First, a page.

• Pottermore (HD, 1 min.) – A commercial for the online experience called 'Pottermore' with J.K. Rowling teasing fans about even more 'Potter'-filled fun.

  • Final Farewells From the Cast (HD, 3 min.) – A few of the big name actors reminisce about the last decade working on these movies. Tears are shed. That's a wrap!

Disc 2

  • Deleted Scenes (HD, 6 min.) – There are quite a few good scenes in this short six minutes. Scenes that would have added a bit more to the movie and could've been used for some kind of director's cut if possible. There's a scene that explains much more about where Hermione got clothes that looked like Bellatrix's. There's a scene that gives a better explanation about the mirror Harry has been carrying around all this time. Another extended scene with Aberforth that shows his deeper disdain he had for his brother. And a comical scene where the Syltherin students are locked in the Hogwarts dungeon.

HD Bonus Content: Any Exclusive Goodies in There?

Disc 1

  • Maximum Movie Mode (HD, 2 hr. 47 min.) – As always Warner has outdone itself with its picture-in-picture commentary on the movie. This is an extensive, exhaustive look inside the making of the film. Matthew Lewis (Neville) introduces the feature for us then we're off to the races. Producer David Heyman stops by occasionally to talk about the movie, but he's a little stiff most of the time. Warwick Davis (Griphook) comes on to talk about his role as the goblin who gets Harry and his friends into the vaults. Other notables include Rupert Grint coming on to give us detailed backstories of what is going on, Emma Watson reciting word-for-word passages from the actual books, and VFX supervisors explaining how certain things were done. Like, for example, a floor that continuously rose upwards so it gave the impression that Radcliffe was climbing a mountain of treasure to get to the horcrux. Stunt coordinators come on and show us step-by-step, with behind the scenes footage, how certain stunts were performed. It truly is an exhaustive look at the movie from the inside out. Deleted scenes are even added in seamlessly to the movie and labeled so you know what they are. Even now I've only scratched the surface of what's in store for you when you play this movie in Maximum Movie Mode. It truly is a treat.

Disc 2

  • A Conversation with J.K. Rowling and Daniel Radcliffe (HD, 53 min.) – This is one of the best special features in this set. Rowling and Radcliffe sit down with each other and candidly talk about their experiences with the story. Radcliffe asks her questions like what bits of the movies is she mad that they took stuff out of the books, and what stuff she was annoyed they added in. Radcliffe discusses his time working on the movies and how he was allergic to the Potter glasses at first. They talk about how the kids were miraculously acne free throughout the films, due mostly to great makeup artists. There is so much more talked about in this nearly hour-long sit down. It doesn't seem like much editing was done as they continuously talk over each other just like they're having a real honest discussion. It's quite revealing actually and allows you to get inside the head of Radcliffe and Rowling at the same time.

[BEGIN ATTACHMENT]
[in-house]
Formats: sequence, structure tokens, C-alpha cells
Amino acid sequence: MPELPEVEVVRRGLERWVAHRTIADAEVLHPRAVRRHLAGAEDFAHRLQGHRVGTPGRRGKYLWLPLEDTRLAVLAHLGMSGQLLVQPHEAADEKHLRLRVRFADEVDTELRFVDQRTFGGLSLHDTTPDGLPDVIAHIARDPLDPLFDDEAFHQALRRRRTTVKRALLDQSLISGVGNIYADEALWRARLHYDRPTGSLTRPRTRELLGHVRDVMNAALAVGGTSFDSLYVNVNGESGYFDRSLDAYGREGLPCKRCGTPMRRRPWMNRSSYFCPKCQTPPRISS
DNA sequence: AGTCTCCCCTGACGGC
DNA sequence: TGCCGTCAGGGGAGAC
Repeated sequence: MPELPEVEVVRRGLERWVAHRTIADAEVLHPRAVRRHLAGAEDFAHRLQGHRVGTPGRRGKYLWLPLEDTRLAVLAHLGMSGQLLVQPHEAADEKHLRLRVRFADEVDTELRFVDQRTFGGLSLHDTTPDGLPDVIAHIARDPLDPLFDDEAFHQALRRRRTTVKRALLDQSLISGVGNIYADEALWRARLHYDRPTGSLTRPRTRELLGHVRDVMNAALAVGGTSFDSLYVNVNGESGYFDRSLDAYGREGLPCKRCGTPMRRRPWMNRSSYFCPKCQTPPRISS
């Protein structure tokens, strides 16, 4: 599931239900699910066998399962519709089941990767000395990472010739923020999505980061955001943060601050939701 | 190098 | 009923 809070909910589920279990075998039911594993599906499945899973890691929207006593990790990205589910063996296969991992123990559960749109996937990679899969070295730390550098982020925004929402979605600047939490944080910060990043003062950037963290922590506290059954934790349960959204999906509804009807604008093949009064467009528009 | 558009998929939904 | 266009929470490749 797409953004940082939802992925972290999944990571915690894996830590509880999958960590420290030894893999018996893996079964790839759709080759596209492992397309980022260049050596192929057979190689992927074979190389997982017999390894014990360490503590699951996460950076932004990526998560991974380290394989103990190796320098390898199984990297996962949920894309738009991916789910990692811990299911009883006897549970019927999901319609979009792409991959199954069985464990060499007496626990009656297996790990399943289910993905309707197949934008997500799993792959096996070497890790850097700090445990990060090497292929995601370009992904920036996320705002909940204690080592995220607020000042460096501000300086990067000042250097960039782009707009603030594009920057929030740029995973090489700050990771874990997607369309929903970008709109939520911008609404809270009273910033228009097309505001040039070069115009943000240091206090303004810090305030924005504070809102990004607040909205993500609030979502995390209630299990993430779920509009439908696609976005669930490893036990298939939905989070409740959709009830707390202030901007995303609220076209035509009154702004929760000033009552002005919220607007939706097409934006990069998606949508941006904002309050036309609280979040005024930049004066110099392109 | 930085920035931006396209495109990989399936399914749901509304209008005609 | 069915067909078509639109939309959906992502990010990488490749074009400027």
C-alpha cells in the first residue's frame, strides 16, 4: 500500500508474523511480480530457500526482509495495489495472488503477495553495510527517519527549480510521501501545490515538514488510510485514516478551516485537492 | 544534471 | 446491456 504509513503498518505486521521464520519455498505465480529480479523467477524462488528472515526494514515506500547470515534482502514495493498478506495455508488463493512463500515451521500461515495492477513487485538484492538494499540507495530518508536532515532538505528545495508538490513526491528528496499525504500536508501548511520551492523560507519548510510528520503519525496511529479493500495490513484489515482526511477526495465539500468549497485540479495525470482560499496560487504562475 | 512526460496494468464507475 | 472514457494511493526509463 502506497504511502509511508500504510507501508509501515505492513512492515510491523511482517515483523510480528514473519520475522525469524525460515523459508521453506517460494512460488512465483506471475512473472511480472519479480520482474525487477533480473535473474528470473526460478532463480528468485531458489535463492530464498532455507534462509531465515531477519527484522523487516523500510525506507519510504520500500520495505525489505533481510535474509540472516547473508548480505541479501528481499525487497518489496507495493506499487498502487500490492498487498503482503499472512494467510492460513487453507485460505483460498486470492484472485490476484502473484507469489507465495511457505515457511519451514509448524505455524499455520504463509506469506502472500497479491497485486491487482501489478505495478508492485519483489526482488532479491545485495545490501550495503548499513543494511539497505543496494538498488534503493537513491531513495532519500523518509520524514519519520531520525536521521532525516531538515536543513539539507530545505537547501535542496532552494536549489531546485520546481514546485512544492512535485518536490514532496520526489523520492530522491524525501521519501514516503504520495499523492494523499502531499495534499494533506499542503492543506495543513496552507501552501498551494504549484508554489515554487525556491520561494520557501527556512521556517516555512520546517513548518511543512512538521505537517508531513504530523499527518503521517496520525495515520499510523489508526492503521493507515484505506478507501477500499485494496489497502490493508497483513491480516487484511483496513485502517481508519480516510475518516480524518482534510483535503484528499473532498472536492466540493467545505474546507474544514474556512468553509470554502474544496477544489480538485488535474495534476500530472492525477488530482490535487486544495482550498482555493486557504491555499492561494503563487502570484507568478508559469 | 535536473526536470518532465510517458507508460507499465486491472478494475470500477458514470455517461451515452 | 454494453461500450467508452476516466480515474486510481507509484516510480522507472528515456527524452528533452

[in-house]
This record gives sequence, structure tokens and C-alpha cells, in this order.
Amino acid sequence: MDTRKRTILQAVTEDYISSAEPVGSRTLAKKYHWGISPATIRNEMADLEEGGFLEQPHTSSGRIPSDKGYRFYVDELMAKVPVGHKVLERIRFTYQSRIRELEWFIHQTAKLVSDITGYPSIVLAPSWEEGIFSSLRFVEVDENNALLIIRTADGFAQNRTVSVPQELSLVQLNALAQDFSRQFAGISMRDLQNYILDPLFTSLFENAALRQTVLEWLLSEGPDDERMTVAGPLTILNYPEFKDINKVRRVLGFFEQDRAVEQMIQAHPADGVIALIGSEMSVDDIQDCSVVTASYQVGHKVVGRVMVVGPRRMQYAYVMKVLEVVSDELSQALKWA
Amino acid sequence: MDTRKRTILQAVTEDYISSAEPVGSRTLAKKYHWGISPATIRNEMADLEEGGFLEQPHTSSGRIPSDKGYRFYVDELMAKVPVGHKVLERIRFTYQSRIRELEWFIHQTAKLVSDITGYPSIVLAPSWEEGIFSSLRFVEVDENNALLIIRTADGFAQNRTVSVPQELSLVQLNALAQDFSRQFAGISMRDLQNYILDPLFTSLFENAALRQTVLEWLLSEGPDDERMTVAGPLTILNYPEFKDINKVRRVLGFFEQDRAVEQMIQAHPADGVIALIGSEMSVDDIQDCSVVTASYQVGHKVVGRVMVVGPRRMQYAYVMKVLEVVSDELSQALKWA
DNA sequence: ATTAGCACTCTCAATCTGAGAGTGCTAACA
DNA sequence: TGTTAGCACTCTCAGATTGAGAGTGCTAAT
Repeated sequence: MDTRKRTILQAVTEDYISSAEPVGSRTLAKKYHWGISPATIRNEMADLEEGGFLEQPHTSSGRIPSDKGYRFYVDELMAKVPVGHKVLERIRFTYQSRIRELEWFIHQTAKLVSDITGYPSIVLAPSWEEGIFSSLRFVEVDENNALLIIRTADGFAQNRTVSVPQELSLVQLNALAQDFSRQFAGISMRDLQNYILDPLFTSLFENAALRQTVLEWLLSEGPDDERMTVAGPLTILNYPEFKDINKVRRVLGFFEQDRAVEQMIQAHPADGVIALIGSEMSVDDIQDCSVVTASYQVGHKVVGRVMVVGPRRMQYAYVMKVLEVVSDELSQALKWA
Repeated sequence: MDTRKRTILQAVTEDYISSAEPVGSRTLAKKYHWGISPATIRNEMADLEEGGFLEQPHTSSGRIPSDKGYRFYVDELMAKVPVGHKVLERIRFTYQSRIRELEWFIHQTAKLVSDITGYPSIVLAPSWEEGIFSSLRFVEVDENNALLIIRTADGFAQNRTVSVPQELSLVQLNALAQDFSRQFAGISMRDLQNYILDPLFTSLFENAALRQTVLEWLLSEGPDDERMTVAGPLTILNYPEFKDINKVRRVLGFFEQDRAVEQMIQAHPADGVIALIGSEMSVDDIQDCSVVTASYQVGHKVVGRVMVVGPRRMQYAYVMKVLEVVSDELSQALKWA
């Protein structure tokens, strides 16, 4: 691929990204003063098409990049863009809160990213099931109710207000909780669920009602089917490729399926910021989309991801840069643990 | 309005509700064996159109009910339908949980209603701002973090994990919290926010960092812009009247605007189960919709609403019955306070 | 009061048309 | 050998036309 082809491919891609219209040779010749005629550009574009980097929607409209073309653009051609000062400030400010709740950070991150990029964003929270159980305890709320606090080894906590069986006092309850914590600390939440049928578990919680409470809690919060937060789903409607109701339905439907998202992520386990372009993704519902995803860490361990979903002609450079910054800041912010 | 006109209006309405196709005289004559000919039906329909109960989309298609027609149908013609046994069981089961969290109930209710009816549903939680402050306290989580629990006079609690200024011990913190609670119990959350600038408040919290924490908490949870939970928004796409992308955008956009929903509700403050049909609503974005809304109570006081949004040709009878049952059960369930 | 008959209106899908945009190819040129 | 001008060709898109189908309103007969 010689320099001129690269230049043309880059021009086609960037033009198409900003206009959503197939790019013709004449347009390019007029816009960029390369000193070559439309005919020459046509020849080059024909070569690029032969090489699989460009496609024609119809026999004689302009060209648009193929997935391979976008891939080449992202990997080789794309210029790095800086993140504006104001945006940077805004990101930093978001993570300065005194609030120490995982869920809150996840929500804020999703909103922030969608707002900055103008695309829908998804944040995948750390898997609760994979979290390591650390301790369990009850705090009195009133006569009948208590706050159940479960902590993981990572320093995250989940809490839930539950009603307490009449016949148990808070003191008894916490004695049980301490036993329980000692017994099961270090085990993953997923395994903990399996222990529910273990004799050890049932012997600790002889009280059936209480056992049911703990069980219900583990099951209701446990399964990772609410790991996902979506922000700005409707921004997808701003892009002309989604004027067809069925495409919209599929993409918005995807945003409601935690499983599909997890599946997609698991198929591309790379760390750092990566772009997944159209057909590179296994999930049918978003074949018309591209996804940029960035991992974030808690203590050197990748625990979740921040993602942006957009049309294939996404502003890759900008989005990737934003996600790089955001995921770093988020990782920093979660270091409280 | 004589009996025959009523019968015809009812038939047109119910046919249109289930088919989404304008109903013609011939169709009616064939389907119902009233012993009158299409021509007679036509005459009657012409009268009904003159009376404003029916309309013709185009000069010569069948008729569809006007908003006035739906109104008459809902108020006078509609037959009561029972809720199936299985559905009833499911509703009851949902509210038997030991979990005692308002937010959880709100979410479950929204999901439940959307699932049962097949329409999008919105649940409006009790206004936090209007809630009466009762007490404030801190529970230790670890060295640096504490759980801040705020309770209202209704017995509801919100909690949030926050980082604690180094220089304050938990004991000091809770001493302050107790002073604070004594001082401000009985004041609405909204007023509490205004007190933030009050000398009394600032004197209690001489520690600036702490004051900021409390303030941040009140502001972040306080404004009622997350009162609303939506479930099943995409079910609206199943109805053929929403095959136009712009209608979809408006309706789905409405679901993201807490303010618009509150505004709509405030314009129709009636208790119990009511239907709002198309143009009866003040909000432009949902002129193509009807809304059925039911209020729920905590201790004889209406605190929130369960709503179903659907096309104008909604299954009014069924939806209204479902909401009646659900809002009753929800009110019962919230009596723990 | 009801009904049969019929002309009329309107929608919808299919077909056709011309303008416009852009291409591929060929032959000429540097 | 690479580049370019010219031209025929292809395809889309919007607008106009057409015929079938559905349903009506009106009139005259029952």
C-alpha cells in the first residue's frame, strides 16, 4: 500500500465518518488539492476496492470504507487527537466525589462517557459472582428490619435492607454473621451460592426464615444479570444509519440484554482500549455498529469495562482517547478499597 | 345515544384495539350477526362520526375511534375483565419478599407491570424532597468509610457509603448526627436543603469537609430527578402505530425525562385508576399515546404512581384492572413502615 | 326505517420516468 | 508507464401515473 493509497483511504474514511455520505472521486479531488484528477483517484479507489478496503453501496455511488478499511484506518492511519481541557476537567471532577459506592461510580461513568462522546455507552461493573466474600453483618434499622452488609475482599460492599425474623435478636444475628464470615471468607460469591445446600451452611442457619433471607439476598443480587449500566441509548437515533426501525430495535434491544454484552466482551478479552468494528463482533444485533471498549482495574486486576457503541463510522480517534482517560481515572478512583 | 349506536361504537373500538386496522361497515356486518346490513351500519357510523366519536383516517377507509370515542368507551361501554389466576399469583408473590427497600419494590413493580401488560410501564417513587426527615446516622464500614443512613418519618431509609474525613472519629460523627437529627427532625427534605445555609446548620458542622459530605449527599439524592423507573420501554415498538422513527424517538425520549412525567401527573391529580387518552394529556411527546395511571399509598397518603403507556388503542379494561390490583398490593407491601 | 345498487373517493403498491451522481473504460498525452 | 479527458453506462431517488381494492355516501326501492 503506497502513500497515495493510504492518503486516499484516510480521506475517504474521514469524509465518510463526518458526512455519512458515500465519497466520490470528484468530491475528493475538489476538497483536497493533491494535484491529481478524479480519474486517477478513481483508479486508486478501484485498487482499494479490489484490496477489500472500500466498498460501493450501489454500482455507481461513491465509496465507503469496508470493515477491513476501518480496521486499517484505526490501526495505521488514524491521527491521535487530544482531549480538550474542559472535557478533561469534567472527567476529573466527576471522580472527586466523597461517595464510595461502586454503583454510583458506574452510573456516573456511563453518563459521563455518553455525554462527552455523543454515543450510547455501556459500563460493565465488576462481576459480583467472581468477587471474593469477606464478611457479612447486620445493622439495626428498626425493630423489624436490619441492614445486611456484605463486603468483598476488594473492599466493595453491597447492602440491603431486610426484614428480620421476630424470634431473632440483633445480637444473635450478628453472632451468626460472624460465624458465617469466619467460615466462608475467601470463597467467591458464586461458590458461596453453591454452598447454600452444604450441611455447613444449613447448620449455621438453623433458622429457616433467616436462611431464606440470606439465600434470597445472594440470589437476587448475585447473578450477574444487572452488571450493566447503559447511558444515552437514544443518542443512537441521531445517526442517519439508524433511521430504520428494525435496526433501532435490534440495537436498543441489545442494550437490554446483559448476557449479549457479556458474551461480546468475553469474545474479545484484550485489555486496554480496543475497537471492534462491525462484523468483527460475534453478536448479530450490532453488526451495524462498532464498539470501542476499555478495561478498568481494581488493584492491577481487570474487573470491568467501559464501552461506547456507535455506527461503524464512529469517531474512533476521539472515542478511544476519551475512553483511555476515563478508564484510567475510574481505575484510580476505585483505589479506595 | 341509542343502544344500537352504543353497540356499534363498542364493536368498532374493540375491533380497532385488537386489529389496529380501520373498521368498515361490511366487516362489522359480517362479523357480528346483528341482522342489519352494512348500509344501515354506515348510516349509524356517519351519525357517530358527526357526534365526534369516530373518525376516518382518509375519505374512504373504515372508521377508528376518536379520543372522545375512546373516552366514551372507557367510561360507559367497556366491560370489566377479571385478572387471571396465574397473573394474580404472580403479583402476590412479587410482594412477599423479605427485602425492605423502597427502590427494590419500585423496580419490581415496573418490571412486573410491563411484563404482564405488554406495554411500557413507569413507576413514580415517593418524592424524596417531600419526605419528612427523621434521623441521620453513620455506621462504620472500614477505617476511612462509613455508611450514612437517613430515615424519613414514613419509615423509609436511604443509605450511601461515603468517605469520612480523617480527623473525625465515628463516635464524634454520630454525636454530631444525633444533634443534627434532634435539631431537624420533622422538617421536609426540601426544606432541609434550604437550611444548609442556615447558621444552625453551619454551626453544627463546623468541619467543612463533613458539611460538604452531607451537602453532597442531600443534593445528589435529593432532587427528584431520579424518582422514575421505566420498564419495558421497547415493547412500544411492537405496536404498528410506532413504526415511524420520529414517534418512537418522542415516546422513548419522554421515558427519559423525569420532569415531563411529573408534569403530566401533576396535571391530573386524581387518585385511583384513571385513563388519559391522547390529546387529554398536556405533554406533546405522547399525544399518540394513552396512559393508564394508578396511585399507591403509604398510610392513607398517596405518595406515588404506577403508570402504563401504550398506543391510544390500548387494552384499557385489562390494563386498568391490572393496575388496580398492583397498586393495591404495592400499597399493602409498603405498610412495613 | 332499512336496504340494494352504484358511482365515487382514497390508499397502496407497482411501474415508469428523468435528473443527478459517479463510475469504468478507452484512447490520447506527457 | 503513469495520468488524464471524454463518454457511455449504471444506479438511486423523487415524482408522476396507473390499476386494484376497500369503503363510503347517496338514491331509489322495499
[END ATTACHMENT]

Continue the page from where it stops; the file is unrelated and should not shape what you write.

• The Goblins of Gringotts (HD, 10 min.) – This is more, or less, a look at how the goblins for the film were designed and how they evolved from the very first movie up until now. They also profile the actor who plays Griphook and we get to see him getting his makeup applied.

  • The Women of 'Harry Potter' (HD, 22 min.) – Rowling takes point here and talks about the pride she has in her strong female characters which she created for her books. The actors are also interviewed and talk about their character's motivations and how they tried to do Rowling's story justice with their acting.

  • Lego 'Harry Potter' Game Demo (HD) – The second disc is a hybrid. For PS3 owners you'll be able to access a playable demo of the Lego 'Harry Potter' game for 'Years 5 – 7.' Just insert the disc then go to the game section of the PS3 menu. You'll see the demo as a selection that you can make.

  • BD-Live (HD) – As of right now there's a connection to Warner's BD-Live portal, but there's nothing really of note. I'm not sure if there's going to be anything added when the movie is released, but as of the writing of this review the only two things on there were a commercial for the Lego 'Potter' game, and a preview of Warner's Maximum Movie Mode for this release.

Final Thoughts

Aaron loves this film, and he has every right to. I have a hard time seeing it as nothing but a series of disjointed, slightly related sequences that have little to no narrative power, featuring a number of cop outs, deus ex machinas (a staple of the series, and a sign of awful writing), silly revelations, and an anticlimax if ever there were one. 'Harry Potter' fans, how you rate this film, that's your business, and I'm not going to dump on your beloved franchise. This Best Buy exclusive (for an unannounced window) features some of the worst video on the Blu-ray 3D market, and that includes all the crummy cash-in titles. It's cheap, and perhaps for a reason. If you buy this release, do so only to get the 3D disc as a bonus, and view it at your own risk. Buy this for the 2D disc, the loads of extras, or even something as petty as the lenticular slipcover. Just don't expect a single good thing from the 3D.

Technical Specs

  • Blu-ray 3D/2D combo pack
  • 2- BD50 discs, 1- BD25 disc
  • DVD + UltraViolet Digital Copy

Video Resolution/Codec

  • 1080p/MVC

Aspect Ratio(s)

  • 2.40:1 (Discs 2 & 3)

Audio Formats

  • English DTS-HD Master Audio 5.1
  • French Dolby Digital 5.1
  • Spanish Dolby Digital 5.1
  • Portuguese Dolby Digital 5.1

Subtitles/Captions

  • English SDH, Spanish, French, Portuguese